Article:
The landscape is different on Saturday. Streets are empty and there are very few places open. Empty streets, empty buses. Police officers on every corner. The inspector isn’t there anymore. There are very few cars. On the Mesa Redonda episode on Friday, president Miguel Diaz-Canel announced, among other things, that they were closing the border to tourism, and to drive home the seriousness of Coronavirus because many people were just thinking of it as a bad case of the flu up until then.
“If they hadn’t let anyone in, we might have escaped it.” Milagros, 37 years old.
“Tourists are leaving now, but they are leaving this shit scattered all over the country.” Aida, 63 years old.
Research needs to be done. Seeing who is at each house and what symptoms they are showing. But without a thermometer. Just questions. Cristian is a 4th year medical student at the Calixto Garcia hospital. He told us that his lessons had been canceled this week and that they were being sent out in pairs to visit 80 families every day. It’s a simple survey: number of residents, anyone aged over 80 or younger than a year old, whether there are people who work in the tourism sector or have been in contact with foreigners, whether there are symptoms of flu. All of this information is then passed onto the local medical center. Cristian says that he shouldn’t be doing it on the weekend, but he had to work on Saturday.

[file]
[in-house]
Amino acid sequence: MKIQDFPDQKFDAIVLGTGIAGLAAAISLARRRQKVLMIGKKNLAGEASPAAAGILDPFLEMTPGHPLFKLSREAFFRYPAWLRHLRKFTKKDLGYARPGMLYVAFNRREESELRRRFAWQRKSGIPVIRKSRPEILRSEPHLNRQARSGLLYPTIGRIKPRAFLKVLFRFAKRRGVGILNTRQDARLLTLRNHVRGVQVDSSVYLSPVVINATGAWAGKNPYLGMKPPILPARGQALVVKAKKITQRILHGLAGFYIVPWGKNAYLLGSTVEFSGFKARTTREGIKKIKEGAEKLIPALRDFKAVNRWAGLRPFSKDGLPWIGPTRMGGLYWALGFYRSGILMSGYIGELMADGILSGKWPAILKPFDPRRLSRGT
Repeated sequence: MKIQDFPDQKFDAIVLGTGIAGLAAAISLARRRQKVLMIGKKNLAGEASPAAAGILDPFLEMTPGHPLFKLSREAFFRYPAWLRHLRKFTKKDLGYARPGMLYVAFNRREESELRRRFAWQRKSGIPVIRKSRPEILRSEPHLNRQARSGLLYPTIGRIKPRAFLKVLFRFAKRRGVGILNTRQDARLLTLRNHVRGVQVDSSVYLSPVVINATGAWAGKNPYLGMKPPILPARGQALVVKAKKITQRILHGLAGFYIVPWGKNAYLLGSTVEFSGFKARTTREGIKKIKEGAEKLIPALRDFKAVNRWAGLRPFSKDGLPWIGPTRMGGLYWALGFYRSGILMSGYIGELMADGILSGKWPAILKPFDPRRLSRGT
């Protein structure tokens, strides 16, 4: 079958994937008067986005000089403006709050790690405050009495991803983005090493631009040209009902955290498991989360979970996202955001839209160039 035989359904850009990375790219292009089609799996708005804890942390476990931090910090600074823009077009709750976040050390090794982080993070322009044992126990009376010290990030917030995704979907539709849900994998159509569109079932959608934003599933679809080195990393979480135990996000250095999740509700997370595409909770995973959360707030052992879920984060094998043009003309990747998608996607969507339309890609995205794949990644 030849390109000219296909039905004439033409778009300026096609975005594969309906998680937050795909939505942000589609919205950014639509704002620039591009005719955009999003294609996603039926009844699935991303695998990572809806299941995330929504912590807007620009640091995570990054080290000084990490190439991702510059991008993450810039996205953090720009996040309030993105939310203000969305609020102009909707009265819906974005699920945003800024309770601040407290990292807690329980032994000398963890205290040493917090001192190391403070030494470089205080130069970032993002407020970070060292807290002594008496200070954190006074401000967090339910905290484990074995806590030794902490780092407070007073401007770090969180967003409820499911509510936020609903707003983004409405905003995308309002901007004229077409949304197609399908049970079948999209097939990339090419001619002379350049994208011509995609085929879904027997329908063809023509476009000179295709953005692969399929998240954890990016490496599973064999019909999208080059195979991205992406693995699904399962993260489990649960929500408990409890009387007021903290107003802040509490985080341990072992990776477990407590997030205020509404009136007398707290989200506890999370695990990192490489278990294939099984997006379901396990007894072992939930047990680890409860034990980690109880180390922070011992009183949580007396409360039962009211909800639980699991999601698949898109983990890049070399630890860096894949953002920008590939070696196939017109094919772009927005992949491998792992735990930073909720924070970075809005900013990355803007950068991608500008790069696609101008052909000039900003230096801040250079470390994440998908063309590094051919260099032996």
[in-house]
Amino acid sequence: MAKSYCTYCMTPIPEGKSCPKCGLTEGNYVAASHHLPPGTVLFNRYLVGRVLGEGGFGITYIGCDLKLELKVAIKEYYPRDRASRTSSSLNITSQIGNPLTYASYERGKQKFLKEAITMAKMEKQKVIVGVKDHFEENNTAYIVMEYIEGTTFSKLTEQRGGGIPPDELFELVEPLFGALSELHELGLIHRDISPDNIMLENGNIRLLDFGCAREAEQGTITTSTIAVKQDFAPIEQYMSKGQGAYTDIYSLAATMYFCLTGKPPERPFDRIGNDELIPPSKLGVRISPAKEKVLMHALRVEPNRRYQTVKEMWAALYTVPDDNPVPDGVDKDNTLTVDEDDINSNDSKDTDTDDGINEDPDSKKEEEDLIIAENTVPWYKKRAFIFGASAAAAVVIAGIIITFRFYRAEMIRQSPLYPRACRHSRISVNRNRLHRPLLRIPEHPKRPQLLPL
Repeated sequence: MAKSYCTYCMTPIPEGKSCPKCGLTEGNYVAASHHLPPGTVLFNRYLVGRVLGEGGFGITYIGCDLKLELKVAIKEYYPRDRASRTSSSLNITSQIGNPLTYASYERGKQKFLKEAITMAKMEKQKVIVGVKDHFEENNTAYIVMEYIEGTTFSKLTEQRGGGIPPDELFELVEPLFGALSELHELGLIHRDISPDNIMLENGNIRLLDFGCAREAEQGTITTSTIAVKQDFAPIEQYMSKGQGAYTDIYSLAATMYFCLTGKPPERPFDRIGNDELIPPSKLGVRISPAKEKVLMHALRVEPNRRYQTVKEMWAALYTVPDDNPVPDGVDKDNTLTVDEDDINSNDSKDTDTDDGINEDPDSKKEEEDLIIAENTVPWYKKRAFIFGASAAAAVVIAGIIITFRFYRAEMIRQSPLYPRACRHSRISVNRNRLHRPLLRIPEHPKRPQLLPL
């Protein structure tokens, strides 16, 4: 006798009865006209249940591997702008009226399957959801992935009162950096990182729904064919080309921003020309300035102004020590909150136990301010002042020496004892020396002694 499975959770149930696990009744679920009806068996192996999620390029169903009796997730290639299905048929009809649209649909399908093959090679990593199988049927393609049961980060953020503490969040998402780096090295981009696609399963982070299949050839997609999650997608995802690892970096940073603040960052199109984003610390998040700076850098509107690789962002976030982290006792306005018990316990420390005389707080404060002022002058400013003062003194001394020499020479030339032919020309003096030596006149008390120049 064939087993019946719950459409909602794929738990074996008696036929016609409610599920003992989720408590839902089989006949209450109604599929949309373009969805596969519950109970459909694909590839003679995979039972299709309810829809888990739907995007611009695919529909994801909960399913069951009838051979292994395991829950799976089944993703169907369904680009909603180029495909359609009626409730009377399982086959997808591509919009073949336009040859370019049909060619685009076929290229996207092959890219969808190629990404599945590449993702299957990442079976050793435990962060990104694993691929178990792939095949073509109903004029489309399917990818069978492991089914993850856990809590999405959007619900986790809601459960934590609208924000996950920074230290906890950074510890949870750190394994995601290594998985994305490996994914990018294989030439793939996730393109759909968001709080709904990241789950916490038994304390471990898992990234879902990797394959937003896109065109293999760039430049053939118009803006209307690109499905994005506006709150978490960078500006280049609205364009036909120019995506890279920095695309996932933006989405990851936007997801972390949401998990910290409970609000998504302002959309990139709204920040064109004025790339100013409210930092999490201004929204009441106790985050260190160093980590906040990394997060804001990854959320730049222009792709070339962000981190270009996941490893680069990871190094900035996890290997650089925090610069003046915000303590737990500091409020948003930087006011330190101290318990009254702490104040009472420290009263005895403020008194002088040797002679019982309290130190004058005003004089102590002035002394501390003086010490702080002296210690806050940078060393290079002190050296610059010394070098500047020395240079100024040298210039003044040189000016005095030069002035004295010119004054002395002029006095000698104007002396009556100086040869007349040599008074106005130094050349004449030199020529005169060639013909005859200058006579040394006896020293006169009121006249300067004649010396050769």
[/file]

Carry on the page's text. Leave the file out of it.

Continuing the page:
They didn’t have masks in the beginning. They were told at university that they shouldn’t use them so as not to create panic. After many students protested this, they were finally allowed to wear them. Cristian made a mask out of fabric. “It needs changing every three hours, but I don’t have another one.” He says that disposable ones should be coming in on Monday.
On Sunday the 22nd, in the morning, the Ministry of Public Health announced nine new confirmed cases, 35 in total, and 954 patients under surveillance in quarantine. Jose Raul de Armas, head of the Communicable Diseases Department, insisted that Cuba has the resources it needs to tackle the pandemic; he called upon common sense and social distancing on TV.
A gym sign: “Please wash your hands before using the equipment. If you have a cold, it’s best to stay at home. Hygiene is health.”
A sign in a cafe: “As of Monday March 23rd, in keeping with government measures on COVID-19, Don Pepe cafe will only be delivering liquids, bread and meals to homes, within a short distance.”
My grandmother is very disciplined. She doesn’t leave the house and when she does, she wears sunglasses, a hat and long sleeves. She doesn’t touch anyone, she greets people from afar. She filled my backpack with hand sanitizer and wet wipes. She has established rules in the house: take off your shoes at the door and pour chlorine on them, wash clothes straight away, clean the bathroom sink, doors, cellphone, everything with alcohol, wash your hands every single minute.
But we’ve only had a little bit of water come at my house in the last couple of weeks. Sometimes, none at all.